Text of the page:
Another initiative was launched by the University of Aberdeen in 2010; it reshaped its curriculum ‘to produce graduates who are more rounded, better informed and more intellectually flexible’. The reforms aimed to maintain the ‘quality and depth of the traditional Scottish degree’, but at the same time expand the range of choice open to students. In the first and second years of their programme, students can choose either to ‘study around [your] core subject to gain breadth and context; add a language, a science or business study as an extra subject … or choose from a range of new multidisciplinary course based on real world problems’.
This is an example of encouraging diversification and exposure to new ways of thinking that is embedded within the curriculum, rather than sitting alongside. The Scottish system of four-year degrees makes this an especially attractive way of offering choice and diversity, as there is less pressure to fill the curriculum with disciplinary units.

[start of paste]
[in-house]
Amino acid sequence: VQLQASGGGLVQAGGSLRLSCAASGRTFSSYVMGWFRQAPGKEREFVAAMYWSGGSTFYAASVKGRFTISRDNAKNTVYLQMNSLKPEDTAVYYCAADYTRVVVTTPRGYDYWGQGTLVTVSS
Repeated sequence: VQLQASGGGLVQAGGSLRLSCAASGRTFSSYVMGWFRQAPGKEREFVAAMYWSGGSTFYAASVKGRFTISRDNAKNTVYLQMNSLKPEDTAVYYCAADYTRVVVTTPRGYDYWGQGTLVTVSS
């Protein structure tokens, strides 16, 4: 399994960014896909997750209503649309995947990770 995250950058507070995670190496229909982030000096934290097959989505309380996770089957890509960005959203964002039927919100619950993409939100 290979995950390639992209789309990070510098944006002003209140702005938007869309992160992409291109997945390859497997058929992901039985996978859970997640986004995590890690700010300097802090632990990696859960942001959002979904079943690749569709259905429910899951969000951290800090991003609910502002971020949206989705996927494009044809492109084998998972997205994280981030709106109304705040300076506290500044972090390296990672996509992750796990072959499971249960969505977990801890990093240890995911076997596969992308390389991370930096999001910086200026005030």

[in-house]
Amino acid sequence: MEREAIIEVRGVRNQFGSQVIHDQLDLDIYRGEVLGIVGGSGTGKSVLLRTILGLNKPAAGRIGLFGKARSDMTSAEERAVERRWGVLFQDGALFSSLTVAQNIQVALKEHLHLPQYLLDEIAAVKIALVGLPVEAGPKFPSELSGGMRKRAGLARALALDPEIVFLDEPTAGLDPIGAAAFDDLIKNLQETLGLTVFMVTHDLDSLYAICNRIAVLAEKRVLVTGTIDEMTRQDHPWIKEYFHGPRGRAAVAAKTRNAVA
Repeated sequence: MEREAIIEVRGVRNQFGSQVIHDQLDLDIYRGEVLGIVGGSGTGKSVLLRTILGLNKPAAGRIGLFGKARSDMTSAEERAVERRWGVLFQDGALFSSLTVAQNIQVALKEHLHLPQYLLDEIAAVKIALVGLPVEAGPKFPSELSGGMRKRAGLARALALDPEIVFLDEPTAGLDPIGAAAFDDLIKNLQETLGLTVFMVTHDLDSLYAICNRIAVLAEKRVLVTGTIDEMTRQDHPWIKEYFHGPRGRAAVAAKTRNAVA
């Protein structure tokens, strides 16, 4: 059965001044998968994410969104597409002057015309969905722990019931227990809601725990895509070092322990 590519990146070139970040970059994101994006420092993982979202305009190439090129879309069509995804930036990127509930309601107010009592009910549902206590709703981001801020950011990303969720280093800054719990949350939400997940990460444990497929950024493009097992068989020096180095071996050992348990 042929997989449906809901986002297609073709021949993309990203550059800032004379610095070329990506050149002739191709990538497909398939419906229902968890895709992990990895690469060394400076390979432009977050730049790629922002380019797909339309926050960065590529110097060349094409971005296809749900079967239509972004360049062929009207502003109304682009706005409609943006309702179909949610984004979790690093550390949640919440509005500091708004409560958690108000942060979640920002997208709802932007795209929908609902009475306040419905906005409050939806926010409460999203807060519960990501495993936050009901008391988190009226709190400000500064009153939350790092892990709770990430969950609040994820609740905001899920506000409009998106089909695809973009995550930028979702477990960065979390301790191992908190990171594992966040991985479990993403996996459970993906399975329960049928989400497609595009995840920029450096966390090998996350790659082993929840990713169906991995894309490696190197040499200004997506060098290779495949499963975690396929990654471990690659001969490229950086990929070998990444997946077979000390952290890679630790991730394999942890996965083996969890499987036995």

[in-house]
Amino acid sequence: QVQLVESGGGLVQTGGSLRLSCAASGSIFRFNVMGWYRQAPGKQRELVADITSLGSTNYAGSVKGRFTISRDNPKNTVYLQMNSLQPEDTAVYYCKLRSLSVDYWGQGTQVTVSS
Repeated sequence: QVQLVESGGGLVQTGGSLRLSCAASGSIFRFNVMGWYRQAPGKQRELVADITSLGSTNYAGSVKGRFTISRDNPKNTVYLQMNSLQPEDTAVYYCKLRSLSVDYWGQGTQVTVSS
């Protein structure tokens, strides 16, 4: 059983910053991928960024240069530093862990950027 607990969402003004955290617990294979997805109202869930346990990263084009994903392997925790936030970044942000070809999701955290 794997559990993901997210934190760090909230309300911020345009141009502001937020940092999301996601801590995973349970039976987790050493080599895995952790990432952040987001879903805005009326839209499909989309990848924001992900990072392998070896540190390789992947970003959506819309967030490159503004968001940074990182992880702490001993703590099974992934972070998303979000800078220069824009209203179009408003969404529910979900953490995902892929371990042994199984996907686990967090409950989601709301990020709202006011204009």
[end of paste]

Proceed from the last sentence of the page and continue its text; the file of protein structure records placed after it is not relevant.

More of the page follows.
An example in England is the University of Southampton, which introduced a Curriculum Innovation Programme, aimed at encouraging students to escape from their disciplinary silos and broaden their horizons by taking modules away from their home discipline and to enhance the research-led nature of teaching by introducing students to some of the interdisciplinary research being undertaken in the institution, such as climate change, web science and sustainability. A range of modules was developed, delivered and assessed in innovative ways, with the objective that students are able to choose from a menu of optional modules at some point during their studies.[note 2]